Category: Humor and Weird Wilson-isms (Page 2 of 8)
One of just three showings in the country of Michael Moore’s new documentary, “Where to Invade Next?” took place in Chicago during the 41st Annual Chicago International Film Festival on Friday, October 23, 2015.
What has lured Michael Moore, the documentary genre’s most entertaining rabble-rouser, back to feature films after a six-year hiatus? Only the future of his country, naturally. Where To Invade Next is a light-hearted, informative, and subversive comedy in which Moore, playing the role of “invader,” visits a host of nations (Tunisia, Iceland, Germany, France, Italy, Slovenia, et. al.) to learn how the U.S. could improve in coping with similar problems. The director of Fahrenheit 9/11 and Bowling for Columbine is back with this hilarious, eye-opening call to arms. Where To Invade Next demonstrates that the solutions to America’s problems already exist in the world; those solutions are just waiting to be co-opted by the U.S..
The newest documentary offering from Moore—whose films have been among the most profitable documentaries ever produced—won the Founders’ Prize at this year’s Chicago Film Festival. Moore was present to accept it in person on October 23rd.
Attired in his usual rumpled just-fell-out-of-bed baseball cap, tennis shoes and casual gear, Moore looked over the group assembled at the AMC Theater on Friday, October 23rd at 7:00 p.m. and, noting the balcony, said, “It’s like aerobics to get up there.” He proceeded to say this was the first time a Midwestern audience had seen the film, as it had previously shown in the Hamptons and at the Toronto Film Festival, where it was widely praised (only 3 showings, to date).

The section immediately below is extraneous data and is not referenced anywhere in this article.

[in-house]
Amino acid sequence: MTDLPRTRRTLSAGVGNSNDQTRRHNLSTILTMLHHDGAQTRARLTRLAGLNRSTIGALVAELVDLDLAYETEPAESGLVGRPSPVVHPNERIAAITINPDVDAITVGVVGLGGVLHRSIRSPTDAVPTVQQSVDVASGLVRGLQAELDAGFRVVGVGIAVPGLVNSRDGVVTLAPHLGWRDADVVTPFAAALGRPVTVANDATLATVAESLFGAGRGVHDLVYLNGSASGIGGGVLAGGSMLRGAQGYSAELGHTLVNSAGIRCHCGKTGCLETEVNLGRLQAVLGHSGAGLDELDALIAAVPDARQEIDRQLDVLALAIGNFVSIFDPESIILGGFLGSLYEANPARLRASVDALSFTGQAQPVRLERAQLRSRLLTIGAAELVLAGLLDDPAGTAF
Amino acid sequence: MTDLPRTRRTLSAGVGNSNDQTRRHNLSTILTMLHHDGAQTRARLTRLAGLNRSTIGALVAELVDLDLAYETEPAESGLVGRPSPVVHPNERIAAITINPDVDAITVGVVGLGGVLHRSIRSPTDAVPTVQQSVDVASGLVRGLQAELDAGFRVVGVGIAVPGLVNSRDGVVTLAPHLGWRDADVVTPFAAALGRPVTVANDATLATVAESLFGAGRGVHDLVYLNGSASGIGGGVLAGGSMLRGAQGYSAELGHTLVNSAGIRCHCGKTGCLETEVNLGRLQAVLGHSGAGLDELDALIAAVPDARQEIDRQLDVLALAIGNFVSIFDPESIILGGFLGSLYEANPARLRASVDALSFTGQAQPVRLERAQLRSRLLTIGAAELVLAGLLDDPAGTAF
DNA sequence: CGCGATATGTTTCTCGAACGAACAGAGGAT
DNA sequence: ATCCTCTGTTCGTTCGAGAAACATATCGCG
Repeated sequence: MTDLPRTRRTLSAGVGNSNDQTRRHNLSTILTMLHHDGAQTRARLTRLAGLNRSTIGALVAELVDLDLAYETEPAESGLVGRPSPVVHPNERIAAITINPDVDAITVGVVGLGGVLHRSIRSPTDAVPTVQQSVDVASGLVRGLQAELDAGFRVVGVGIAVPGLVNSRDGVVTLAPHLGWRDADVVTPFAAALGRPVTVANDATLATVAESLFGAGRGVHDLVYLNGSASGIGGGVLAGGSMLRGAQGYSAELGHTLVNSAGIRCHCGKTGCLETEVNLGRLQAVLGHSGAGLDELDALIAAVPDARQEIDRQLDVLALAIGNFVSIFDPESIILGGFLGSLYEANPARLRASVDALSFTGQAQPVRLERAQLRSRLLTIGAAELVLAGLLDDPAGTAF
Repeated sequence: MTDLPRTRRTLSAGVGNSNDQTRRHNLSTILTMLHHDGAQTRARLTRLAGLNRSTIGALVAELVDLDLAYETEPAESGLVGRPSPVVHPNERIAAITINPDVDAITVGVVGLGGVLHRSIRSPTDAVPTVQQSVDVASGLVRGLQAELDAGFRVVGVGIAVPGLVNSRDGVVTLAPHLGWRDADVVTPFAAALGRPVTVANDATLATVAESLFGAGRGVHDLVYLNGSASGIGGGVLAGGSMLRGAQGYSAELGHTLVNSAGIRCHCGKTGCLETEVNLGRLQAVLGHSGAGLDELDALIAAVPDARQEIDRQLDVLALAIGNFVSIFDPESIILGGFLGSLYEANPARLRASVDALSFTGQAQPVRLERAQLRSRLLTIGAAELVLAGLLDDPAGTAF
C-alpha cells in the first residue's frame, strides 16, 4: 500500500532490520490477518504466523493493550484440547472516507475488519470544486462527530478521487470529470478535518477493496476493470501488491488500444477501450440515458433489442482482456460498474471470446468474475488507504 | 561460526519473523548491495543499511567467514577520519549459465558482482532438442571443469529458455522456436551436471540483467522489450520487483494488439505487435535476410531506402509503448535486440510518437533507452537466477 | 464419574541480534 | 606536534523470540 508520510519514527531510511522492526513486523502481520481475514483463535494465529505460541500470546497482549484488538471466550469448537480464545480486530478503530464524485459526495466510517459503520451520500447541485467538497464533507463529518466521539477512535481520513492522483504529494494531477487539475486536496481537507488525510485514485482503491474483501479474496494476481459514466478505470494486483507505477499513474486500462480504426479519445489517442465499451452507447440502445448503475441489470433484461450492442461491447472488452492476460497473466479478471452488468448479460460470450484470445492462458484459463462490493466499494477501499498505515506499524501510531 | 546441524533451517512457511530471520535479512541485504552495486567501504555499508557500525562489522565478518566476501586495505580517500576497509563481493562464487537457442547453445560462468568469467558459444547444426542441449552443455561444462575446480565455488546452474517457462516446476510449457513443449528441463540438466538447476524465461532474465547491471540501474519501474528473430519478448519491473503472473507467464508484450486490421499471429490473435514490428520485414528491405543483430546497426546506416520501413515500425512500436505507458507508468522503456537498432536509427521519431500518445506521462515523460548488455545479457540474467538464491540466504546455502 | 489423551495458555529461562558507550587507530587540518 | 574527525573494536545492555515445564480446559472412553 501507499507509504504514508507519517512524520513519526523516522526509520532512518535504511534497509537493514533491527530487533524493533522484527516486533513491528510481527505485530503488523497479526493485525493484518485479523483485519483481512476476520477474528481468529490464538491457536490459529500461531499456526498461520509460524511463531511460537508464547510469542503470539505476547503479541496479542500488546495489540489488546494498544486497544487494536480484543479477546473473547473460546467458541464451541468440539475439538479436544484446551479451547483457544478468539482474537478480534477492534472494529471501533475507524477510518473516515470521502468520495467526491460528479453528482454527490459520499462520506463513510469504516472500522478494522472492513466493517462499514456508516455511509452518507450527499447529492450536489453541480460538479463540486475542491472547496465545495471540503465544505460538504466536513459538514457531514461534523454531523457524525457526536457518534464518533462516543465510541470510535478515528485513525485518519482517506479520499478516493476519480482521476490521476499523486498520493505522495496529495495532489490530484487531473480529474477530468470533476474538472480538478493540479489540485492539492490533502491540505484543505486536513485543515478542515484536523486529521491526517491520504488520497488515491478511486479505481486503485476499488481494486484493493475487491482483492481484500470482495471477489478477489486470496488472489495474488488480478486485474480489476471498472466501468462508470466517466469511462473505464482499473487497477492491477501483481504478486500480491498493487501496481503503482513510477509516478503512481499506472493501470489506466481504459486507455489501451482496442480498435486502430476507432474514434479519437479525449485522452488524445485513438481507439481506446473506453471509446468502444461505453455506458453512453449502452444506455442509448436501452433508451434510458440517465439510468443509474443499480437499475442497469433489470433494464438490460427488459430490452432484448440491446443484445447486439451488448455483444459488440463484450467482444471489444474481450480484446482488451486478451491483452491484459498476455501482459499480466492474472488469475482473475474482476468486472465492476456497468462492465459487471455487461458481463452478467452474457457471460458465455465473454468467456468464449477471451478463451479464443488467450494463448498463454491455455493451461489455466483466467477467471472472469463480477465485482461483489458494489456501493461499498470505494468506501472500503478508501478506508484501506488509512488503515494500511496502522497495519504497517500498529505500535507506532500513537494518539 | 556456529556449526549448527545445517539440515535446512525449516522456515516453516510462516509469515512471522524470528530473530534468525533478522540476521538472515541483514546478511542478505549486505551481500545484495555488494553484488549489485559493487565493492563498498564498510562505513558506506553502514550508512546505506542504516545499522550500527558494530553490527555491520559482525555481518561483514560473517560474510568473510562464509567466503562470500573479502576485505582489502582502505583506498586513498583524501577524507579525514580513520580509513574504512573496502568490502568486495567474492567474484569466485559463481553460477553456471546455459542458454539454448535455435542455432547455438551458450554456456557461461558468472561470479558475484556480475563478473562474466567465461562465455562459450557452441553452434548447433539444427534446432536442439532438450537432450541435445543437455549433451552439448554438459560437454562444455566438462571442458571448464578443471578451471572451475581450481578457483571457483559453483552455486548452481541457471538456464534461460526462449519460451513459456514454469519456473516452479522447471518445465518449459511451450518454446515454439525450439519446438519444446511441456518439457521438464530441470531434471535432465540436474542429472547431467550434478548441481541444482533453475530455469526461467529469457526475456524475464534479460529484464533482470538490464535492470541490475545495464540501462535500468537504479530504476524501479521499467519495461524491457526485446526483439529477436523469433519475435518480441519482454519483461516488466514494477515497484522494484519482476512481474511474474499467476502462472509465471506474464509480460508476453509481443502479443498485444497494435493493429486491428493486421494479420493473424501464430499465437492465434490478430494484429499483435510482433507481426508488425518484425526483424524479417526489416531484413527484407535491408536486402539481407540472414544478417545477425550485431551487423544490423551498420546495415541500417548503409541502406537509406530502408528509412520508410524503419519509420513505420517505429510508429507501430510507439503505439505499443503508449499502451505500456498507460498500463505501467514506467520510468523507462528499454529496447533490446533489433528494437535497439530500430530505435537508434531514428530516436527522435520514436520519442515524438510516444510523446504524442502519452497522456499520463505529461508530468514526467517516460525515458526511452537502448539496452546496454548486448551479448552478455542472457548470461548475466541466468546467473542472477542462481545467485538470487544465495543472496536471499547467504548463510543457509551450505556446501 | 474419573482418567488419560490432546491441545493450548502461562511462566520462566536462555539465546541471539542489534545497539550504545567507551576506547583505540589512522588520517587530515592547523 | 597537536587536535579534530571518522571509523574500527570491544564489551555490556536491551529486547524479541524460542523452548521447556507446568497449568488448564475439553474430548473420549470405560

As the film has not yet opened wide, the capsule above will suffice as a sneak peek, while the Q&A he offered to filmgoers on Friday, October 23rd, gives a look at Moore’s mindset now, 26 years after his film “Roger and Me” about the crash of the Detroit auto industry was filmed with the $58,000 Moore won in a settlement from “Mother Jones” magazine following his termination as its editor (for putting a fired auto-worker on the cover, rebelling against orders not to do so).
Q1: How can we in the United States get back our greatness?
A1: Sometimes it’s as simple as voting for a guy from Chicago whose middle name is Hussein. Seventy-eight % of this country is composed of women and minorities. You can turn off the angry white guy vote and concentrate on what this country is becoming.
Q2: (from Chaz Ebert, widow of Roger Ebert, functioning as moderator) Your film seems very patriotic…
A2: Will they say that on Fox News? (Laughs) I get death threats all the time. I get death threats and I’m happy to get them, because that means I can prepare. An AK47 went off in Rockford from some guy who wanted to assassinate me. His assassination list included Hillary Clinton, Janet Reno, and Rosie O’Donnell: a list of lesbians and me! I’m proud, but I’m puzzled.
Q3: You seem to be a one-man band. How much autonomy do you have in making your films and releasing your films?
A3: “Bowling for Columbine” was a Canadian release. “Sicko” was the first film made with American money out of the gate. Before then, from 1989 to 2007, money didn’t come to me. Then, the Weinsteins and Paramount got into distributing my films. Now, these are entities that I don’t believe in. Money is the most important thing to them. I’ve done nothing but make them money—half a billion dollars worldwide. What is that old saying: “A capitalist will sell you the rope to hang yourself if it makes them a buck.” For this film, my agent broke the Number One Rule for agents, which is not to invest in your clients’ films and his company loaned me the money to make the film.
Q4: You and Steve James (“Hoop Dreams”) started showing the industry that a documentary could be entertaining. Do you have any advice today for documentary filmmakers?